Don’t Be So Quick to Trust Saudi Arabia
Close ties between Saudi Crown Prince Mohammed bin Salman and his unofficial counterpart in the US, Jared Kushner, were seen as the basis for US President Donald Trump making Saudi Arabia and Israel the two first countries that he visited as president.
Because of his relative open-mindedness, Saudi Crown Prince Salman has become the darling of the pro-Israel community. As he takes steps to wean Saudi Arabia off oil, he is believed to view Israel’s economy as a model for that of his own country. For years, there have been reports of his contacts with Israeli officials. There is even speculation that he made a discreet visit to the Jewish state in early September.
Notwithstanding the above, Israel and American Jews must proceed cautiously with their coronation of the Saudis as reliable allies. History has proven that in the Middle East, the enemy of your enemy — in this case, Iran — is not necessarily your friend.
The Economist reported last month that Prince Salman has been reaching out to Iranian allies and speculated that genuine Sunni- Shiite rapprochement was on the way. The report spoke of a “grand bargain” between Saudi Arabia and Iran, in which the Saudis would accept Iranian domination of Syria in return for a free hand in the Gulf states.
“We are ready to cooperate with Saudi Arabia to put an end to violence in Syria, to violence and oppression in Bahrain, not to mention the irrational war in Yemen,” Iranian Foreign Minister Mohammad Javad Zarif told the pan-Arabist satellite TV channel Al-Mayadeen in an interview last month.
There were 85,000 Iranian pilgrims who participated in this year’s pilgrimage to Mecca. Iraqi Interior Minister Qasim al-Araji told reporters in Tehran on August 13 that Saudi officials had asked his government to help their country mend ties with Iran.
It should be noted that the fickle crown prince, who has reversed key Saudi policies before, could do the same regarding his country’s hostile relationship with Iran, especially under pressure from the Russians, with whom the Saudi leadership has become increasingly close in recent months despite a long history of distrust between the two countries.
Indeed, the Russians like playing the “Iran card” against the US — and could use Saudi assistance in doing so.
No one knows what happened behind the scenes in last month’s first-ever meeting in Russia of a Saudi king and a Russian president. Perhaps during the four-day visit, King Salman and Russian President Vladimir Putin were working on that rapprochement between Saudi Arabia and Iran — or at least on enabling Iran to receive the foothold in Syria that Israel has begged Putin to refrain from giving the Islamic Republic.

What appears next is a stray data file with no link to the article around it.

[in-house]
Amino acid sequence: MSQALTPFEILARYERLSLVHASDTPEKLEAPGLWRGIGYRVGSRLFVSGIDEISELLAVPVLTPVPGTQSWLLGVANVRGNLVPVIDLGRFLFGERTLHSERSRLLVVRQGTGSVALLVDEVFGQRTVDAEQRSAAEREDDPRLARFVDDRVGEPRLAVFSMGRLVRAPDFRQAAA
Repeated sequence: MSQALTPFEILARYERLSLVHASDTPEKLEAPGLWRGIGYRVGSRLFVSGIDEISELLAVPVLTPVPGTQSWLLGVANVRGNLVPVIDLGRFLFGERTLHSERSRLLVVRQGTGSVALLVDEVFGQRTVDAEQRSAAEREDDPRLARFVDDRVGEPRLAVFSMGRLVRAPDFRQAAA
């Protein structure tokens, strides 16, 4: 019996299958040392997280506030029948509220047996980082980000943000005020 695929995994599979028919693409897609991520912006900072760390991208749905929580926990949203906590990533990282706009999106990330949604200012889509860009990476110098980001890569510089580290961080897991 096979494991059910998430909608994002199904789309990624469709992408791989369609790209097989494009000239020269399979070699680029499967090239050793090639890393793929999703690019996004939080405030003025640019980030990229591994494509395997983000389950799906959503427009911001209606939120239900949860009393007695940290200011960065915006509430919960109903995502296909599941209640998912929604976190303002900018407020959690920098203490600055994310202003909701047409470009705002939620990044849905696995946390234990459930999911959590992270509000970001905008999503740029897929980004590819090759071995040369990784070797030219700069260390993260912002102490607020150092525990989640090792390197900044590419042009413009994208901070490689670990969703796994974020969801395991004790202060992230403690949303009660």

Given Putin’s reputation for stubbornness, it is more likely that the Saudis deferred to Russian demands on Iran rather than vice versa. During the meetings in Russia, Saudi Arabia reportedly acknowledged that Russian domination of Syria and its growing regional influence would continue. The Saudis reportedly also made huge purchases of arms in Moscow, providing a much needed boost to the stagnating Russian economy.
Putin has been trying to improve his ties with the Saudis since he took power in 2000. He became the first Russian leader to visit Riyadh in 2007, at a time when the Saudis were upset with the US due to its war in Iraq and America’s support for a Shiite government in Baghdad. Saudi relations with the US had been cooling since 2003, when the Saudis forced the relocation of US personnel from the Prince Sultan Air Base, which once hosted 60,000 Americans.
On his spring visit to Moscow, Prince Salman said that relations between his country and Russia were better than ever. When he first met with Putin in 2015, it resulted in the Saudi “sovereign wealth fund” committing to invest an unprecedented $10 billion in Russia over five years. Seen as an attempt by the Saudis to bribe the Russians, Putin ultimately rejected the offer.
The 32-year-old crown prince’s lavish lifestyle and provocative personality have faced criticism. His lecturing of then-US president Barack Obama about the failures of American foreign policy two years ago has not been forgotten, and his war in Yemen has not been successful. Thousands of lives and tens of billions of dollars have been lost in that war, which has failed to defeat the Shi’ite Houthis.
In addition, the US Congress has been trying to end the Saudi participation in the Arab boycott of Israel unsuccessfully for years. Women may finally be allowed to drive in Saudi Arabia next June, but their cars won’t have Mobileye collision prevention technology, because it comes from Israel.
All of this should signal a warning light to Israel and its supporters in the United States: in reaching a relationship with Israel, the Saudis still have a long way to go — and, in fact, may never get there.
The author is co-president of the Religious Zionists of America and chairman of the Center for Righteousness and Integrity. He can be reached at firstname.lastname@example.org.
A version of this article was originally published by The Jerusalem Post.